B blemish—An imperfection that is severe enough to be blocking bug—A defect that prevents a thorough investi- noticed but should not cause any real impairment with gation as to the cause. B by introducing a small percentage into another run of the same product. B black box design—When suppliers or company functions blockage—See: B rizes production.
B block control—Control of the production process in are given general design guidelines and are requested groups. B B ing. B of the department where the ingredients are mixed. B block system—A system for selecting items to be cycle blending department—In process industries. Often blanket lar to functional block diagrams except they are orders cover only one item with predetermined delivery modified to emphasize those aspects influencing relia- dates. B der. B blank check purchase order—An order with a signed block diagram—A diagram that shows the operations.
B represent the components. B use. It can have only the values 0 or 1. Responsibilities include defining. B blowthrough—Syn: B blanket routing—A routing that lists groups of operations blocked operations—A group of operations identified needed to produce a family of items. B bility. B rizing production are not present. B bit—Acronym for binary digit. There are two types of blanket order release—A message that is used to re- block diagrams: B parts to process to remain idle as long as the queue to bleeding edge—An innovative process that may be un.
B blanket rate—A rate that does not depend on the dis. B sequence of operations. B nents in a system. Specific times or tools for each blocking—The condition requiring a work center that has individual item can be included.
B going the same basic processes. B block stacking—A storage method in which pallets.
The items may separately for instructions and documentation but re- have small differences in size. B testing. B customer order. B book inventory—An accounting definition of inventory brainstorming—A technique that teams use to generate units or value obtained from perpetual inventory ideas on a particular subject. The ideas are not discussed or re- book value—The accounting value of an asset.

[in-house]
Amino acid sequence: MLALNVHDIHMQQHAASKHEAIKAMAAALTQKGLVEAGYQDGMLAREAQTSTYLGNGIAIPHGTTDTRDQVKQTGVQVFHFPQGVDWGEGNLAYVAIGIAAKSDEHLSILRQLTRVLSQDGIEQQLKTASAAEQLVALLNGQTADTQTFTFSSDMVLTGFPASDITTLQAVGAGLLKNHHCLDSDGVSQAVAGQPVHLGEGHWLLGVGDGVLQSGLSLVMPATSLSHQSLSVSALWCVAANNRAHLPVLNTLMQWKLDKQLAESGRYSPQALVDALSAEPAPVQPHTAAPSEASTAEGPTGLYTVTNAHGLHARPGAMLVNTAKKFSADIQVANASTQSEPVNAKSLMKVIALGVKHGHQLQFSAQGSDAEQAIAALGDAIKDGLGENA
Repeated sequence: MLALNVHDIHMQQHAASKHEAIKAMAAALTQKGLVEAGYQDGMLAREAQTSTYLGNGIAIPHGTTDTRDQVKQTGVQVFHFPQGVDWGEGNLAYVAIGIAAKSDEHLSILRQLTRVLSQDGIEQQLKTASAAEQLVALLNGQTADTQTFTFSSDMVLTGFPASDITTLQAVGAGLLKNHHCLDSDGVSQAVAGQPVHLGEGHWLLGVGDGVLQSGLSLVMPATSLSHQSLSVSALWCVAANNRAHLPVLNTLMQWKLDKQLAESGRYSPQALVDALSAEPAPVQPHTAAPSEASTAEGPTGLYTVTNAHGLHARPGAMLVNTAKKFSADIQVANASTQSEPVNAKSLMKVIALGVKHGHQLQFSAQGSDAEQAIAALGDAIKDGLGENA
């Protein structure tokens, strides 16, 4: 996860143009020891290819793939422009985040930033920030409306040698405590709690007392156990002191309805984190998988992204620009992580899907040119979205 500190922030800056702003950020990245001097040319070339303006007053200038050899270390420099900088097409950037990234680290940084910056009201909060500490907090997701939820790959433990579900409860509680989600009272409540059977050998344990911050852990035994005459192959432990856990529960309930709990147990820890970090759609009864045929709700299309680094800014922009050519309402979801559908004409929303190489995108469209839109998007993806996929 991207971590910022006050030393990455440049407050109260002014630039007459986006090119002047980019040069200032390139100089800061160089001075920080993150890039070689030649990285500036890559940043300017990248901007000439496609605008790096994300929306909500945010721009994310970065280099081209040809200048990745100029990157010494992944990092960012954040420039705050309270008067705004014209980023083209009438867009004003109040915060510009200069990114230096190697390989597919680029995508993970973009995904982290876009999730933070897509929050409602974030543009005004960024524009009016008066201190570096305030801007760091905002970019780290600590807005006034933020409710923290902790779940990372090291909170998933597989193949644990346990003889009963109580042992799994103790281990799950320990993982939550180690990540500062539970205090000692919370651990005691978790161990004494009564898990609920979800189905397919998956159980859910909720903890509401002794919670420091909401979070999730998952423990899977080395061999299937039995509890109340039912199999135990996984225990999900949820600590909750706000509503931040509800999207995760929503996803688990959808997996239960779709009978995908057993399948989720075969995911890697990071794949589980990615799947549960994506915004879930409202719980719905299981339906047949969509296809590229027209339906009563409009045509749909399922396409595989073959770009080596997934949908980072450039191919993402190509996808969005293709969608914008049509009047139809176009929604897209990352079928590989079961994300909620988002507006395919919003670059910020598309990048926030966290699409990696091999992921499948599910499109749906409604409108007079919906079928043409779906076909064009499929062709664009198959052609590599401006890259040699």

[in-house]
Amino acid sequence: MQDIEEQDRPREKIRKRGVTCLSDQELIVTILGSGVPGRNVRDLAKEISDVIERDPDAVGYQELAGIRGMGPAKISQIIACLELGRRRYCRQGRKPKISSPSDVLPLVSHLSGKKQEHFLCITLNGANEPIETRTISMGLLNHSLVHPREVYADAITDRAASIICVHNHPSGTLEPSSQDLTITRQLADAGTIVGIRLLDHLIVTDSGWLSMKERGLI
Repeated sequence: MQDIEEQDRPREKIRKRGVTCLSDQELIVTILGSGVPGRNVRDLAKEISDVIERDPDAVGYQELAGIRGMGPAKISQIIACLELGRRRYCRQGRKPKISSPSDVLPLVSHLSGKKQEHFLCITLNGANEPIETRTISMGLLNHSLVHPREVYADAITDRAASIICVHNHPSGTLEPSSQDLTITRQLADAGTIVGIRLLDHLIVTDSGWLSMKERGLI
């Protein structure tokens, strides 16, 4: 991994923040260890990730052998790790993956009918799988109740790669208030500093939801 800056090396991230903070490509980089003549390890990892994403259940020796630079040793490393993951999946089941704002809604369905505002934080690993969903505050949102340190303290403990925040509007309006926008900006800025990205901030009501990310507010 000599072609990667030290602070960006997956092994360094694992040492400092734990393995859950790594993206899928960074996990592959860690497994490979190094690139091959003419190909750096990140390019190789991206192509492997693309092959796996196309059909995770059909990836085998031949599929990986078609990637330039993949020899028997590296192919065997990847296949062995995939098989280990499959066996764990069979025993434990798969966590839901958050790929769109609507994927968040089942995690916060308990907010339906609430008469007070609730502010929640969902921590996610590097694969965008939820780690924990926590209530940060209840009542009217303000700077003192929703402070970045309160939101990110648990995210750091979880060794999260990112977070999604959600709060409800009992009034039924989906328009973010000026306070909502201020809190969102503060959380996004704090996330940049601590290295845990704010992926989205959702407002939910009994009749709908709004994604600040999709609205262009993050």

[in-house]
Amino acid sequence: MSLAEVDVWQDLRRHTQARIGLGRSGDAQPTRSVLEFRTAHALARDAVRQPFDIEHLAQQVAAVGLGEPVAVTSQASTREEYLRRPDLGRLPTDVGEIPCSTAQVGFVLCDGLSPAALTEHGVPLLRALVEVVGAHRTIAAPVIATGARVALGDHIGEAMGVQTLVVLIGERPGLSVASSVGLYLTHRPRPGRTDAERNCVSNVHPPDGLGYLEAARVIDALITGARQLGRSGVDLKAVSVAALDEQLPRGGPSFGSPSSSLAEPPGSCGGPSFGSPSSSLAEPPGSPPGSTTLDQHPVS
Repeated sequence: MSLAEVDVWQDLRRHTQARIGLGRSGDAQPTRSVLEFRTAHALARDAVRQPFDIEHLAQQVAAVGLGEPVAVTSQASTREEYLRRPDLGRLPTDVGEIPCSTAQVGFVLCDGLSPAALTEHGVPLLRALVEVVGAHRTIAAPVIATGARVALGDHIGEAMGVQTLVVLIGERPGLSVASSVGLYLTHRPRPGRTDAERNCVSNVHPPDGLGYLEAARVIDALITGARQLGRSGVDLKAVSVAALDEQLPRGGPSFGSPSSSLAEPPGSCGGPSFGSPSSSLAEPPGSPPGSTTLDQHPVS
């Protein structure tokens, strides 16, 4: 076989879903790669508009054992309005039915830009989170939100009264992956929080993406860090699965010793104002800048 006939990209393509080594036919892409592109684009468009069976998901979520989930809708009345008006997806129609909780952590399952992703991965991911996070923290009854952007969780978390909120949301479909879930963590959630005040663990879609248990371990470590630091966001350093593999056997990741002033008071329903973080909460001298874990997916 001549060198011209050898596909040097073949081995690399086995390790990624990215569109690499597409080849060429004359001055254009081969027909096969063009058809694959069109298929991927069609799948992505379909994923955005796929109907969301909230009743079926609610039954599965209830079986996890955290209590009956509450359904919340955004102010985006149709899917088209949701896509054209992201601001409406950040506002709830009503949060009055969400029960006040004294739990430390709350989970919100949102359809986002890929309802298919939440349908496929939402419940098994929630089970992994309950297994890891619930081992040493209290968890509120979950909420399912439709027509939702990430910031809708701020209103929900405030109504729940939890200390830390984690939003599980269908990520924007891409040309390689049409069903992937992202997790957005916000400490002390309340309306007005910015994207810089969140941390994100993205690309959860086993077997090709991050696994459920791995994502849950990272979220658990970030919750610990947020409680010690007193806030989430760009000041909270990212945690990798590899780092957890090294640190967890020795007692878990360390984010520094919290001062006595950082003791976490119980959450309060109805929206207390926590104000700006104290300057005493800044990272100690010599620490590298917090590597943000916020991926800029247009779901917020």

B brand loyalty—The tendency of some consumers to stay bottleneck operation—Syn: Customs supervision. B possible solutions. Potential solutions include com- BOM—Abbreviation for bill of material. BPR—Abbreviation for business process reengineering. Each person on the team records rather than by actual count. B branch warehouse—Syn: B ments by starting at the bottom of the bill of material or services. B parent to use the remaining units of a component.
B BPM—Abbreviation for business process management. B in defining the logic of a complex system. B bottom-up estimating—A method of estimation that involves disaggregating a piece of work into brand manager—The person in charge of the marketing components. Boolean algebra also has classes. B body of knowledge—The knowledge in a given area that a person is expected to understand to be certified as a bottom-up replanning—In MRP. B booked orders—Demand that has been confirmed. The model is and agreements contained in the contract.
B pressing lead time. B are demanded. B completion that is executed in connection with a con- tract and that secures the performance and fulfillment Box-Jenkins model—A forecasting method based on re- of all the undertakings. B fore and after the suspect ones. B viewed until after the brainstorming session.
B bracketed recall—Recall from customers of suspect lot bookings—The value of all sales after discounts and re. B imported merchandise. B is asked to think creatively and write down as many ideas as possible. This process is accomplished by the planner not the computer system. B bottleneck—A facility. B whose capacity is less than the demand placed upon it. B boilerplate—The standard terms and conditions on a pegging data to solve material availability or other prob- lems.
Boolean algebra is useful rate all possible solutions. B based not on regression of independent variables. B Boolean algebra—A form of algebra that. Secretary of the Treasury for storing casting. The point of intersection is defined as the than defined time periods buckets. If the period of accu- ance. B stores or hold points. It can refer to raw materials.
B break-even point i. B bucketless system—An MRP. B or manufacturer. B recognizes and plans for the availability and usage of by-products in the manufacturing process. B bucket—A time period..
B amount of time.
B B2C—Abbreviation for business-to-consumer sales. B ognize a particular brand identity and associate it with a browser—Software used on the web to retrieve and dis- particular product line relative to other available B brands. It derives its name from the circular sym- which the incoming shipments are from a single source bols used to enclose the statements on the chart. B planned value. B ties to perform operations and position material so that brand recognition—The degree to which customers rec.